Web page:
The dismantling of the coal industry is now a reality; but the regeneration
of the coalfields is a myth. David Armstrong reports from West Yorkshire
John has been a Yorkshire miner for fifteen and a half years. He is unlikely
to make it to 16. 'I can only look forward to redundancy', he said. That
was before the government announced its plans to close down another 31 pits
(8 of them in Yorkshire), with the loss of 30 000 jobs nationwide.
Jim has moved from pit to pit. Everywhere that he's worked has been closed
down. He was told that where he is now has '50 years' work'. But he has
learned the hard way that 'no job is safe'. And these days, he says, there
is 'no union and no solidarity. Today if you complain management can say
"if you don't like it you can go down the road"'.
Just 'doggin on'
Hassle from management and the ever-present threat of closure has long since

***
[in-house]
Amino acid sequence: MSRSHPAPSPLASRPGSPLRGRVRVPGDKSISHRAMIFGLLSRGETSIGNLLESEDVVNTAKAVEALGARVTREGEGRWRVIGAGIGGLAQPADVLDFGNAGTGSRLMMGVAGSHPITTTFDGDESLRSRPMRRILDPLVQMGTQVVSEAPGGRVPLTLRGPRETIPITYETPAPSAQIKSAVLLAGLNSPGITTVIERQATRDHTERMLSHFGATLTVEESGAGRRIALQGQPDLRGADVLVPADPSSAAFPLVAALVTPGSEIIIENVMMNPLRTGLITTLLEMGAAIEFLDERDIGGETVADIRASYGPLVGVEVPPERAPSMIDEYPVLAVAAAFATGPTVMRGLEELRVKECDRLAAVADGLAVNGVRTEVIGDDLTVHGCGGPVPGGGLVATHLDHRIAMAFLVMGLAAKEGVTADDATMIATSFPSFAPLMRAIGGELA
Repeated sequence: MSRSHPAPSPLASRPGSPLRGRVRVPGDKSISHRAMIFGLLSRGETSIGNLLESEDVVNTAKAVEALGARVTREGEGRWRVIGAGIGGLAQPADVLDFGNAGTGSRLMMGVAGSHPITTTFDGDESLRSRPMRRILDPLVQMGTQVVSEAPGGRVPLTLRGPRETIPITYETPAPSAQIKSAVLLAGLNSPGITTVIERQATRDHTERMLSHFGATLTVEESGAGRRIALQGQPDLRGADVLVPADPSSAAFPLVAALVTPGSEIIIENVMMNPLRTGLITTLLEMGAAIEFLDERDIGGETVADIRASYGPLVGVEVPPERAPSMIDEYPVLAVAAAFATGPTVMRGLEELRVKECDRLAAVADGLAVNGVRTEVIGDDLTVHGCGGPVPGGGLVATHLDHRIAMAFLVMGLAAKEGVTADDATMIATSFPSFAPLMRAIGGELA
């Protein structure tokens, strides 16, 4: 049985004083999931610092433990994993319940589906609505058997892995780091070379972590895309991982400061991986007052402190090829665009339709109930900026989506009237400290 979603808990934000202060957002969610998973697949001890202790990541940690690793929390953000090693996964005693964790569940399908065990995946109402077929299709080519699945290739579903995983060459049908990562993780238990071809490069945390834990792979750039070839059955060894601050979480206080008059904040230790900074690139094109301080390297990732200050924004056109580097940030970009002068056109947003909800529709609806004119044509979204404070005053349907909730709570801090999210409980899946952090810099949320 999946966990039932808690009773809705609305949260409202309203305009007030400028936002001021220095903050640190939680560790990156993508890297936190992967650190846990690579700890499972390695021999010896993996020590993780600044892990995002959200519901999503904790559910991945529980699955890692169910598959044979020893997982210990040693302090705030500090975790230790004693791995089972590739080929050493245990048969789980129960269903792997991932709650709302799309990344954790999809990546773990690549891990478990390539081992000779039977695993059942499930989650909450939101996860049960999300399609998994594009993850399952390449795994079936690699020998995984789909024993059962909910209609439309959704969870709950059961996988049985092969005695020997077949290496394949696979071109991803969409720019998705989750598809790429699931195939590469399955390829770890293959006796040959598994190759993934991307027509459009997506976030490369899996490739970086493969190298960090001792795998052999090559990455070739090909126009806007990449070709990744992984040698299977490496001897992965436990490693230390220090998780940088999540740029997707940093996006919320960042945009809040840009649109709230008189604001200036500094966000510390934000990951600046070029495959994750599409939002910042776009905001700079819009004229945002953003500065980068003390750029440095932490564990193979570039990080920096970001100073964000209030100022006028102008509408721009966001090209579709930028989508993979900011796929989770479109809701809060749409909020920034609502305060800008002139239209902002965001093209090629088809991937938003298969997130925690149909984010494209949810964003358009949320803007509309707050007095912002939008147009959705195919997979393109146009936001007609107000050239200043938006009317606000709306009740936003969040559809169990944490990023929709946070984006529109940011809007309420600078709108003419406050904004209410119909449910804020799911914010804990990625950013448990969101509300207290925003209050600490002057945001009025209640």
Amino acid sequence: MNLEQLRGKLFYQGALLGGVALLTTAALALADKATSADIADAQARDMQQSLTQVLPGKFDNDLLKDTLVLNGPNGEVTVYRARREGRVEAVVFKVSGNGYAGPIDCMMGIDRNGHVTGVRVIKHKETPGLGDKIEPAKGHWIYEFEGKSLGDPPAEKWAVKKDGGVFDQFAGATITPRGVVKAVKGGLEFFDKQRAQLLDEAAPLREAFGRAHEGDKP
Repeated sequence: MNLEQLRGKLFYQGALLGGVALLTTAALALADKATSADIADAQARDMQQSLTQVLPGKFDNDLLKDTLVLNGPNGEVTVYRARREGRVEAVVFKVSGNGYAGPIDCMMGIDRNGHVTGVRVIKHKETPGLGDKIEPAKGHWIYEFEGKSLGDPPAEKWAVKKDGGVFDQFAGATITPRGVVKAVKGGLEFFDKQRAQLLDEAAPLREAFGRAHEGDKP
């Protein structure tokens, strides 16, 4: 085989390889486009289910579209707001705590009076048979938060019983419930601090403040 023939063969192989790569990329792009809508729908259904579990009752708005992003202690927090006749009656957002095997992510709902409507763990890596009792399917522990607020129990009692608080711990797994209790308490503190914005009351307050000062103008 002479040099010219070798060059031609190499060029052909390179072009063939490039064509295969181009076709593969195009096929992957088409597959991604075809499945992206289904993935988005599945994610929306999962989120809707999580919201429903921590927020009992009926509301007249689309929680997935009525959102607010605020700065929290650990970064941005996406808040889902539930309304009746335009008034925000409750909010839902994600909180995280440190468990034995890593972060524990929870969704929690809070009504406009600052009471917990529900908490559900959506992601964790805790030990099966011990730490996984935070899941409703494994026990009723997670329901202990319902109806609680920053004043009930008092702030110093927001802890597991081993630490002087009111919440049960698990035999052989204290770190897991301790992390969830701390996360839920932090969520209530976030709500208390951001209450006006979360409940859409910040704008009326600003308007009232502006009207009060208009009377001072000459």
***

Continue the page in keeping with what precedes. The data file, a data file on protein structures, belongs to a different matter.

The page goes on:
created a climate where everyone left in the pits has just been 'doggin
on', waiting for their redundancy money. Even before the announcement of
compulsory redundancies Tom reckoned that '90 per cent of the men would
go if you offered decent redundancy money - they've had enough. You never
know if you'll have a job tomorrow and the hassle from the managers is endless'.
These men live around Wakefield in West Yorkshire. There used to be 20 collieries
in the area. Today there are just three. After the latest closures there
will be none. In this area alone 16 000 jobs have been lost from mining
and related industries over recent years.
Even before the latest announcement of sweeping closures, British Coal had
shut 119 pits with the loss of around 130 000 jobs since the end of the
1984-85 strike. It amounts to the destruction of an entire industry and
the communities which depended upon it.
With 'no union and no solidarity', miners can't see any way of defending
jobs. Pit closure and redundancy are seen as an inevitability. Many have
accepted voluntary redundancy when it's been offered, preferring to get
out rather than put up with the heavy-handed tactics of management or stay
in an industry with no future by taking a transfer to another pit with no